A shake-up has entered Haiti’s government, after Prime Minister Ariel Henry came under scrutiny by a top prosecutor who wanted him charged in the assassination of President Jovenel Moïse. The accusations have prompted high-level changes in the country’s cabinet, and calls for resignations, as the Caribbean nation also continues to recover a month after a devastating earthquake. 

Government fallout

Port-au-Prince prosecutor Bed-Ford Claude, who was also investigating the president’s assassination, asked a judge to charge Mr. Henry with the crime, and also sought to have him barred from leaving the country, various news outlets reported. Mr. Claude cited evidence that Mr. Henry had twice communicated with a man believed to be the mastermind behind the assassination, former justice official Joseph Felix Badio, hours after it happened. Mr. Claude invited Mr. Henry to address these accusations, but Mr. Henry dismissed it as “political.”

President Moïse was killed, and his wife, Martine Moïse, was seriously injured, in an attack on his home in Port-au-Prince on July 7. Mr. Moïse was facing calls to step down, after governing by decree for more than a year after Haiti failed to hold elections. So far, more than 40 people have been arrested in connection with the assassination.


According to the Associated Press, the phone calls in question were made at 4:03 a.m. and 4:20 a.m. on the night of the assassination, saying that Mr. Badio was in the vicinity of President Moïse’s home at that time. Mr. Badio was fired as Haiti’s Minister of Justice in May. He’s now reportedly on the run.

Haitian migrants rest by fresh water plants near the Del Rio International Bridge as part of a group of people from Haiti waiting in Del Rio and Ciudad Acuña to get access to the United States, Friday, Sept. 17, 2021, in Del Rio, Texas. Haitians crossed the Rio Grande freely and in a steady stream, going back and forth between the U.S. and Mexico through knee-deep water with some parents carrying small children on their shoulders. Unable to buy supplies in the U.S., they returned briefly to Mexico for food and cardboard to settle, temporarily at least, under or near the bridge in Del Rio, a city of 35,000 that has been severely strained by migrant flows in recent months. (Marie D. De Jesús/Houston Chronicle via AP)

Mr. Henry’s office addressed the allegations in a statement posted to an official Facebook page, saying in part, “That night, the Prime Minister received countless calls, of all kinds, from people who were worried about his personal safety when hearing the terrible news. It should be remembered that he had just been appointed prime minister, and after such a serious act, many of us wanted to inquire about his situation and the steps taken to ensure his physical integrity.”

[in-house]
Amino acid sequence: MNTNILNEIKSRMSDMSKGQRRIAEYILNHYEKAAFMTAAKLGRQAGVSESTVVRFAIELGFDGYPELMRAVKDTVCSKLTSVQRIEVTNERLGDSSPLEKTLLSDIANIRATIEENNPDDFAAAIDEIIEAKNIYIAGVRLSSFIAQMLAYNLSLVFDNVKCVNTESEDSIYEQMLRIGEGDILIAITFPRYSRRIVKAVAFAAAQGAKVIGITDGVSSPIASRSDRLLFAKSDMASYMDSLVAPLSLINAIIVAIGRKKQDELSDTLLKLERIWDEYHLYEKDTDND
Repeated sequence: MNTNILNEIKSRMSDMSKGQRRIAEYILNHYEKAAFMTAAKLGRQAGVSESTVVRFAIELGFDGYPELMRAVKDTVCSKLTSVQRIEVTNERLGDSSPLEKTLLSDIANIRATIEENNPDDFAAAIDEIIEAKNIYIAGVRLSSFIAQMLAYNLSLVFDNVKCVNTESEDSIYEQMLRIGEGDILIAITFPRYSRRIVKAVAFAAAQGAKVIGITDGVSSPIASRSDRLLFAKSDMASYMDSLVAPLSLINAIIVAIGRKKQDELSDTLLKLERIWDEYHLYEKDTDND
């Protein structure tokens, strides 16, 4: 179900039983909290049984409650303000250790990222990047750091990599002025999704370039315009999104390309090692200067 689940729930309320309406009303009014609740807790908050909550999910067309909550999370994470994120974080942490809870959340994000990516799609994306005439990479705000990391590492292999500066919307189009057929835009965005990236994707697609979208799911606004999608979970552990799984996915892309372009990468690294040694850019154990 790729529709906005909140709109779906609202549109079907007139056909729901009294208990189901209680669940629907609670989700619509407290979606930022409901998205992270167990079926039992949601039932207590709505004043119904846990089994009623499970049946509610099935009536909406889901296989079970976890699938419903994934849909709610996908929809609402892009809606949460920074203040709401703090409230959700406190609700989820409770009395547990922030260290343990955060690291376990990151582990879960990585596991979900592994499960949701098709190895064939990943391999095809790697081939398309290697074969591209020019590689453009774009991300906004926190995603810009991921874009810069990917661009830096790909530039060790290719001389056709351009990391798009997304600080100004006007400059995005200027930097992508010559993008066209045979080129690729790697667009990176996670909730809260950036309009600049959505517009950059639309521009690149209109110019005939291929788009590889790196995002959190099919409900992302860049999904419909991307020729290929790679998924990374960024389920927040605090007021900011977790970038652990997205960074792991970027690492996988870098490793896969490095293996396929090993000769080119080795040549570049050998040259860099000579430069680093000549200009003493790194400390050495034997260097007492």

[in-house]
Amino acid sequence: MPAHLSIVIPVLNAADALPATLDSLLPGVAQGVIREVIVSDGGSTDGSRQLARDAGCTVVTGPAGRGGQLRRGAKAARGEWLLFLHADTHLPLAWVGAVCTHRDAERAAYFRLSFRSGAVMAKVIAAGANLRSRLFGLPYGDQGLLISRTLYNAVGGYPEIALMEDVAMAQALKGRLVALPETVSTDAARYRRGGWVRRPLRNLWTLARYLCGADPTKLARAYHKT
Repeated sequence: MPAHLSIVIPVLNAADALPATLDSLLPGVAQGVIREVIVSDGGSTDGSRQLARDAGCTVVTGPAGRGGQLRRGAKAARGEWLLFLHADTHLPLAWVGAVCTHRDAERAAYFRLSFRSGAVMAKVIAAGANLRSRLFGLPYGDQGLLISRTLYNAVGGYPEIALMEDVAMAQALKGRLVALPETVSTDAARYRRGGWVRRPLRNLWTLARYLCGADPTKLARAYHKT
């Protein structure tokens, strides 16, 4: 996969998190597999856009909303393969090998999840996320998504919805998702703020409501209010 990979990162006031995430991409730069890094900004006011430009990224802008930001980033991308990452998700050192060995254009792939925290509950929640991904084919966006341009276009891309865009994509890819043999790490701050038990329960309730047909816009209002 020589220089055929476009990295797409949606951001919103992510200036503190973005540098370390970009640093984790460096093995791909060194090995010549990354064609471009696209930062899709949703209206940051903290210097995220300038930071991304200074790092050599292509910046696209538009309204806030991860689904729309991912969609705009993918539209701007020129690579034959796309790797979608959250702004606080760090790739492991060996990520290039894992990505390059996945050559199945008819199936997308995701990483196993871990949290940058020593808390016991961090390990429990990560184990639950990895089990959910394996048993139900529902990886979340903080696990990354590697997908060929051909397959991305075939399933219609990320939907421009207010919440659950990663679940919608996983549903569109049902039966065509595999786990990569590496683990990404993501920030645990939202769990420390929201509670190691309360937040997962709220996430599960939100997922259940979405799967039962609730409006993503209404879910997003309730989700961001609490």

The statement further said the office could not specify the names of everyone who called, or the nature of the conversations, since Mr. Henry could not take all the calls.

Mr. Henry terminated Mr. Claude and hours later, he was replaced. Reuters reports a letter from Mr. Henry to Mr. Claude said he was firing him for “grave administrative error.”  His firing has been called into question, with many asking, can the prime minister do that?

“No, he cannot,” said Dr. Jemima Pierre. She’s an associate professor of Black studies and anthropology at the University of California, Los Angeles, as well as Black Alliance For Peace’s Haiti/Americas Coordinator. She says only the president of Haiti can replace the top prosecutor. But the problem is, she says, Haiti doesn’t have a president.

Bloomberg reports Renal Luberice, Haiti’s secretary-general of the Council of Ministers, resigned. He tweeted about his resignation in French in a Sept. 15 tweet. Translated to English, he tweeted, “I do not intend to cooperate with a person named by Jovenel Moïse, accused in his villainous murder.” A day later, Mr. Henry inaugurated a new justice minister.

Mr. Henry was installed by Mr. Moïse, just days before his assassination. On July 20, Mr. Ariel claimed a “state of siege” and took over. In recent days, Haiti’s Office of Citizen Protection has demanded Mr. Henry to step down and has asked for the international community to stop supporting him. However, The Core Group, which is made up of ambassadors from Brazil, Canada, Spain, France, Germany, the European Union and representatives from the United Nations, released a statement in support of Mr. Henry’s efforts to form “an inclusive government.”